In that vein, Sera’s romance is frenetic, just like she is. She’s a young woman with undeveloped world views and it shows. At times, it’s uncomfortable: she’s incredibly objectifying when it comes to Qunari women, and as a self-hating elf, she’s incredibly cruel with elven partners. But I think this all makes her romance feel realer than most romances in the series. Sera is working things out. She’s a woman in her early twenties who needs help figuring it out, after doing a lot of things by herself. And the Inquisitor is a stable force who provides her with some balance.
And what I love about Sera is, unlike a lot of the romances on this list, Sera gives back. She brings fun into the Inquisitor’s life! She’s attentive when it matters, and she brings “Inky” back down to earth when all seems grim. I used to love her romance when I was younger, and while I’ve since outgrown her, I still adore what she stands for and who she is.
Okay now that that’s outta the way, Dorian’s romance is beautiful. It’s one of those things that’s hard to capture in words, so I recommend you either watch a playthrough on YouTube or play it yourself. Dorian himself is one of the best-written characters in the franchise, full of contradictions and hurts that he’s sorting through. At times, he’s a total rich kid asshole and you want to smack him upside the head (sir, on what planet is elven slavery better than poverty lol). But most of the time, Dorian presents himself as such a vibrant person, full of promise and hope, even with the odds stacked against him.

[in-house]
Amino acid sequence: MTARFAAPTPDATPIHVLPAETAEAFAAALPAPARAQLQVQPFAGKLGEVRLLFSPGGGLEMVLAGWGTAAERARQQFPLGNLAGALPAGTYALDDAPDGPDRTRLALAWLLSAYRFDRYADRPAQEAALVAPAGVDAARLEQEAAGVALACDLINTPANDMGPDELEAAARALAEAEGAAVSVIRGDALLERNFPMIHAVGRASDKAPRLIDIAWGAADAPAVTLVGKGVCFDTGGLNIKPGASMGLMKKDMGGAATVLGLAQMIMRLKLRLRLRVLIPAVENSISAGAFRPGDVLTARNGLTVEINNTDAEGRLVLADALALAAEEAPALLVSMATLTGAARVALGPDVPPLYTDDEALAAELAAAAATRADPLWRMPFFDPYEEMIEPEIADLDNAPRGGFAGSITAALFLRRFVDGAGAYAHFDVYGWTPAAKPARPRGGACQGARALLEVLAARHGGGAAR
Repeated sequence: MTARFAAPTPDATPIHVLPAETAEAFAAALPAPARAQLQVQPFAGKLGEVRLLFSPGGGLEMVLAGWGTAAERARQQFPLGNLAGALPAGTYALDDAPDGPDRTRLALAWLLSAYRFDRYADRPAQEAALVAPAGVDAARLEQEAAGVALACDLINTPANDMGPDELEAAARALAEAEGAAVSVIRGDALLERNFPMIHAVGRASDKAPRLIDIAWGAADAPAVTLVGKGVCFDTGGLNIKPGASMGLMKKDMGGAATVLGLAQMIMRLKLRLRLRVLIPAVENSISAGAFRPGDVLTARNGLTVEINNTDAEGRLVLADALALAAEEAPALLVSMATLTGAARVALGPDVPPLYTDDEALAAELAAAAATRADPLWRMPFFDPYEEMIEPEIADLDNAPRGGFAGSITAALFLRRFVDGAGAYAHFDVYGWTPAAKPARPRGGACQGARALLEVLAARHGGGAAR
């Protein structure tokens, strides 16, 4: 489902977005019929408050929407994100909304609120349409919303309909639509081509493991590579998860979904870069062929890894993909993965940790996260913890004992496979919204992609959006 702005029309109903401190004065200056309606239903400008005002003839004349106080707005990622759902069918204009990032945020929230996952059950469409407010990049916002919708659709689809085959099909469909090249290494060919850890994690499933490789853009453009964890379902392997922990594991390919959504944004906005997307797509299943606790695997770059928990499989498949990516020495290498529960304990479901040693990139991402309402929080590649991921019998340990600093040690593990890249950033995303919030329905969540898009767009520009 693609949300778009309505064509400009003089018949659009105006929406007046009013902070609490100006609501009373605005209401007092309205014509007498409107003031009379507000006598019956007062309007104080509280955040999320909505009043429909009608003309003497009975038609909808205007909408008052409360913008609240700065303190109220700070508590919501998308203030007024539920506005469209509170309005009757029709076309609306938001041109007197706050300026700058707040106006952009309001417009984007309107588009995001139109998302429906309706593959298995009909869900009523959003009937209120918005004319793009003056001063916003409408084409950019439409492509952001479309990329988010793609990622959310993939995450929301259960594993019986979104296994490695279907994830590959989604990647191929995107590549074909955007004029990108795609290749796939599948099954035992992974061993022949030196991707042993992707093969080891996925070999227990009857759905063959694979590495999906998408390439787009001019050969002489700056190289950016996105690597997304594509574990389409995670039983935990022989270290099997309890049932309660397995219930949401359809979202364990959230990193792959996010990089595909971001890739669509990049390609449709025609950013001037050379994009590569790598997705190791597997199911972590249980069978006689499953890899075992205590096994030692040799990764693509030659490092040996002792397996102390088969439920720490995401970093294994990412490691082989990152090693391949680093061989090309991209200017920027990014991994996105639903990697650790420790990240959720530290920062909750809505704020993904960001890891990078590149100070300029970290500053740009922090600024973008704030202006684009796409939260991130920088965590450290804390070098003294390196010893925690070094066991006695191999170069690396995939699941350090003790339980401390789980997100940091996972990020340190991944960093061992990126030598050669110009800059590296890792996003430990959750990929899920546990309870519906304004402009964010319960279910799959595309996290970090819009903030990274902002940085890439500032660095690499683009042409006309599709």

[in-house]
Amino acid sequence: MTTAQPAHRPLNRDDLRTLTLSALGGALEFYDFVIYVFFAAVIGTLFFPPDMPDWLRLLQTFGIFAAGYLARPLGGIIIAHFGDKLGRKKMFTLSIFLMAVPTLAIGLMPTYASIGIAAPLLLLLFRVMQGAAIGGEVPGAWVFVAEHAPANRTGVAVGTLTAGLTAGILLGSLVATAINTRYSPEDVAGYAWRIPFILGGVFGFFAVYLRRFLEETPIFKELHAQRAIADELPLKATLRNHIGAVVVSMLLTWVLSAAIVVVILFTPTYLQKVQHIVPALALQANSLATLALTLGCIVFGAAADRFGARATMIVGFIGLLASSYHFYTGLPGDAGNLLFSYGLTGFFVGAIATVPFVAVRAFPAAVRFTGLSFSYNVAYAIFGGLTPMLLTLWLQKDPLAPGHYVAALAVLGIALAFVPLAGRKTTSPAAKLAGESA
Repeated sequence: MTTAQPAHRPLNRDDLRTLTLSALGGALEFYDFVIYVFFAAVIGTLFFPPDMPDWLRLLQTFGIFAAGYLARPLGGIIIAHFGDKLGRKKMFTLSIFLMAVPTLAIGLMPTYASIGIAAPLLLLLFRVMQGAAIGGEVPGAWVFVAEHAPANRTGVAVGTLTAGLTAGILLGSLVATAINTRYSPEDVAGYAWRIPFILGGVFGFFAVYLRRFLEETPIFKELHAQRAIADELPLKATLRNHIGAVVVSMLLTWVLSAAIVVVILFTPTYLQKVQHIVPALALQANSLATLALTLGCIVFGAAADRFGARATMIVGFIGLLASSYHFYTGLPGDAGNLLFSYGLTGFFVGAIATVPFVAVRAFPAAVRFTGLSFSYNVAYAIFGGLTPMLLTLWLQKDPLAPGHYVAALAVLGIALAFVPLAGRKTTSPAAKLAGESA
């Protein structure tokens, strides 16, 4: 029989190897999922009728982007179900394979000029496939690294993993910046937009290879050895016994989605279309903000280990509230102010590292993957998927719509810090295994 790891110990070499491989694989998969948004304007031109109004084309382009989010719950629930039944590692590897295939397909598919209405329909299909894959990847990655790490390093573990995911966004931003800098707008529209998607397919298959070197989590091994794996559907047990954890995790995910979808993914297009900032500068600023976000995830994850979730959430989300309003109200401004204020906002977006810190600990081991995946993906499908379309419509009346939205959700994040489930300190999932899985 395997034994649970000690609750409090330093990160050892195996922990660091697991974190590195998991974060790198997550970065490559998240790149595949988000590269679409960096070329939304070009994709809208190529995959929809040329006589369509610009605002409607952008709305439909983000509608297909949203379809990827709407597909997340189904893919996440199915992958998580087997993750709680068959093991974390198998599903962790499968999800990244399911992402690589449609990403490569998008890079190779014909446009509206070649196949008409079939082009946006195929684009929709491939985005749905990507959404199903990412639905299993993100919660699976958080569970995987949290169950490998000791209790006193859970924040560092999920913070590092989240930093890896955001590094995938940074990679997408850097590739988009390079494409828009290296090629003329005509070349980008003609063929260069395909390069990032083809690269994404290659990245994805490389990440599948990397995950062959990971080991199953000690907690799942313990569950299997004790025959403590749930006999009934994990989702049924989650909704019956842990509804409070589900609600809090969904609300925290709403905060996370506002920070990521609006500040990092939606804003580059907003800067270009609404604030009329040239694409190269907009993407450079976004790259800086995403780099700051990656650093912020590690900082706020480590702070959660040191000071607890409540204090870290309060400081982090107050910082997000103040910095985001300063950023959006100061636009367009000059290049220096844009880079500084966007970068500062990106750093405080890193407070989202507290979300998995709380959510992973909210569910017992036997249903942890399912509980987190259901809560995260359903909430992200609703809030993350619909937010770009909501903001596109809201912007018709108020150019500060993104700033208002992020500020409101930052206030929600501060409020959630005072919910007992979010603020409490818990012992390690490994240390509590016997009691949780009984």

And this translates within his romance. He’s had horribly traumatic things happen to him because of his sexuality, but he still regards the Inquisitor candidly, ready to feel more even if it’s painful. Admittedly, since I’m not a gay man, I feel a little weird playing this romance–the last thing I want to do is exploit a good thing that isn’t meant for me. But I still love what this romance is, and if it weren’t for the fact that the next romance is so plot-heavy, he’d absolutely be topping this list.
Sigh. Okay Madeline, get it together.
Solas is a condescending dick who deserves to get his bald head dunked on by a bunch of trendy eighth-graders at the mall.
And…his romance is the best in the game.
I hate this, I really do. I’m trying to romance the guy for the first time and I hate myself for how easily I’m enjoying it. It’s taken years for me to stomach this romance, solely because I despise the guy, but I’m realizing I only despise him because he’s tragically my type. It’s Anders all over again. But at least Anders had a pretty head of long, golden hair.
Solas’ romance is Blackwall’s with, like, ten thousand extra steps. You think he’s just holding back because he’s used to being alone, but then the game pulls the rug out from under you and curb stomps you on the cold, hard floor. Solas’ romance is tragic to the umpteenth degree, with all the right notes of romance, wit, and sexiness–YES, SEXINESS, THE EGG IS SEXY OKAY? NOBODY ELSE GRABS YOUR ASS LIKE HE DOES.
I just…god dammit I hate this guy! I hate him! I hate you Solas, please call me back!!!
(Featured Image: Bioware)